New Foreign Policy Orientation under Modi?
Scholars and commentators have discussed the kind of foreign policy Prime Minister Modi will pursue for India, where six different worldviews—realists, globalists, and four variants of nationalists—have the potential of shaping its strategic thinking. Embracing standard nationalism and Hindu nationalism with a strong realist tendency, Modi seeks to establish India as a global player with an emphasis on strategic autonomy in the traditions of Nehruvianism and Hindtuva (paradoxical at first glance). In formulating his foreign policy, however, Modi faces a challenge of managing conflicting demands from competing worldviews. The details of the six worldviews are summarized below:
- Standard nationalists emerged from post-colonial nationalism following India’s independence from Great Britain in 1947. They aim to establish India as a developed, self-reliant country in the tradition of Nehruvianism while viewing both status and power as important for the country’s standing.
- Soft nationalists, inspired by post-colonial nationalism, Nehruvianism, and socialism, eschew any great power ambitions, emphasize self-reliance in the short- and long-term, and prioritize status over power. They became salient after the 1991 economic liberalization.
- Hard nationalists base their worldview on post-colonial nationalism and offensive realist theory, seeing military power as an end in itself and advocating for India as a global military power. This group gained popularity after the country’s second nuclear test in 1998.
- Hindu nationalists, drawing inspiration from post-colonial nationalism and Hindutva, seek military power and emphasize a martial spirit and self-reliance in foreign policy debates. They became politically salient after the establishment of Modi’s party, the Bharatiya Janata Party (BJP), in 1980.
- Realists view the world through the lens of post-colonial nationalism and defensive realist theory and argue for India to be a global player. Unlike hard nationalists, however, they see military power as means to an end, not as an end in itself, and remain attentive to negative consequences such as the security dilemma. This group emerged after the country’s second nuclear test in 1998.
- Globalists, becoming prominent after the 1991 economic liberalization, draw on post-colonial nationalism and liberal economic theory and seek global economic power and further regional economic integration.
Traditionally, nationalists and their focus on strategic autonomy dominated Indian foreign policy, as manifested in the Non-Alignment Movement during the cold war. In recent years, realists and globalists have become more prominent while nationalists have been increasingly on the defensive. Realists and nationalists are now on a more equal footing as their focus on strategic autonomy and no hard alliance transcend the ideological divide. They have also come to share the globalist idea of economic integration; they now see economic growth as a critical vehicle for India to achieve its power ambitions.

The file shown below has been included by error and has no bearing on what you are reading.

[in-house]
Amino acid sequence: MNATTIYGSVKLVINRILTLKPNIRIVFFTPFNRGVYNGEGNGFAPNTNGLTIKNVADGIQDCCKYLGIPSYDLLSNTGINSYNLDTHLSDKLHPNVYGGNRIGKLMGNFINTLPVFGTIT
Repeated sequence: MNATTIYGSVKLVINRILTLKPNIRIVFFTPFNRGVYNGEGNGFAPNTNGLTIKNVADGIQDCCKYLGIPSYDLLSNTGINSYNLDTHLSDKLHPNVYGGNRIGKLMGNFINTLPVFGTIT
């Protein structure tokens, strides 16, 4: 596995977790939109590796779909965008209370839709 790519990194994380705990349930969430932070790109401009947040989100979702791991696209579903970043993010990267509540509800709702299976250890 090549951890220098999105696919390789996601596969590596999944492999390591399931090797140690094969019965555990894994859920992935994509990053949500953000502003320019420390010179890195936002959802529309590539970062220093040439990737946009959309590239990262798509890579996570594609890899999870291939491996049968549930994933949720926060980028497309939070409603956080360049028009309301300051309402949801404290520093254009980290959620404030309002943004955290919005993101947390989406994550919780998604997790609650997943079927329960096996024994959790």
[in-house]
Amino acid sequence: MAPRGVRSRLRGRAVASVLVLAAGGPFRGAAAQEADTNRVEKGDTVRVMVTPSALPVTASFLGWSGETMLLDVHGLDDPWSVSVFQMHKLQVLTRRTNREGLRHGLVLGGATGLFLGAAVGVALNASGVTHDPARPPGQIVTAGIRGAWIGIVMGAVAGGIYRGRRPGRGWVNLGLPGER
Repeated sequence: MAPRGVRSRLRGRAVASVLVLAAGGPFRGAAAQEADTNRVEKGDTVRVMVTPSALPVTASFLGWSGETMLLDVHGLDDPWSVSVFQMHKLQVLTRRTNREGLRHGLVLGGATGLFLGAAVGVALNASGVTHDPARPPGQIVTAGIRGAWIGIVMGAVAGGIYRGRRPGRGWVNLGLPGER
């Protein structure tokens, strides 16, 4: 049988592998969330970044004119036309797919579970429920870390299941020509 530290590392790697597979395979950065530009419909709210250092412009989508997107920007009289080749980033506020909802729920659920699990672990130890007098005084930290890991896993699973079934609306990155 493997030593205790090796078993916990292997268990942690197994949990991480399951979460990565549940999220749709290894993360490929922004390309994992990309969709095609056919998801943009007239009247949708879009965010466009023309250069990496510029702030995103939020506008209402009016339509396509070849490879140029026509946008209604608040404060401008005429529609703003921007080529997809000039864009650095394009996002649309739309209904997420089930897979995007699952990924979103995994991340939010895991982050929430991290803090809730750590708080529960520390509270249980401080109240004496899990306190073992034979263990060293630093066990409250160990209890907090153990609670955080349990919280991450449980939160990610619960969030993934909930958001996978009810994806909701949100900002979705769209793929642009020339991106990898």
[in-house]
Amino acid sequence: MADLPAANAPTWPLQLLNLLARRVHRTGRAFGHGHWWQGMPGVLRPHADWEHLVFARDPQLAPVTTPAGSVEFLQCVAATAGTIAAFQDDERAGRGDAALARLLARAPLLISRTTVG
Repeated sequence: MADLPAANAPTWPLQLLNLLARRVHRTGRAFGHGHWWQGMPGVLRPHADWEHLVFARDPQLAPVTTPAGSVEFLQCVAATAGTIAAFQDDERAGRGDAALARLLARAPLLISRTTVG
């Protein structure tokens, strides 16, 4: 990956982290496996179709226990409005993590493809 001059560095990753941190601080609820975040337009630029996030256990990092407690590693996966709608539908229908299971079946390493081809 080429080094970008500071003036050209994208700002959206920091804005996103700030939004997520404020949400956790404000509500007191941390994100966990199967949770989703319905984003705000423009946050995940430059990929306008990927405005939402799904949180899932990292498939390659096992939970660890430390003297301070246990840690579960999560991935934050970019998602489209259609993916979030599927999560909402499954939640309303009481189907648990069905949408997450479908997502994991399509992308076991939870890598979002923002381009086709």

This trend is evident in Modi’s foreign policy, which takes a pro-U.S. realist approach in expanding the bilateral free trade and security cooperation while adopting a nationalist stance in protecting sovereignty and strategic autonomy. He sees America as a “first among equals,” maintaining good relations not only with Washington but also other regional players including Beijing. He has also eschewed military means in dealing with China, emphasizing a peaceful and early resolution of the border dispute while signing a Chinese $20 billion infrastructure investment in India during the bilateral summit with President Xi Jinping in September this year.
Meanwhile, Modi faces a difficult task of managing competing pulls of other worldviews, especially over the issues of U.S.-Indian relations and military vs. economic means in foreign policymaking. A pro-U.S. stance faces criticisms from both hard and soft nationalists, who view any dependence on the U.S. as a threat to India’s self-reliance and autonomy. His economic-based diplomacy is met by strong demands for a more militant approach against China and Pakistan from hard nationalists and Hindu nationalists. Therefore, Modi’s foreign policy cannot simply be explained in terms of nationalism. It is rather an amalgamation of competing worldviews ranging from realism to globalism to different strains of nationalism.
By Daisuke Minami, Ph.D. Candidate, Political Science Department, GWU and Graduate Research Assistant, Rising Powers Initiative, GWU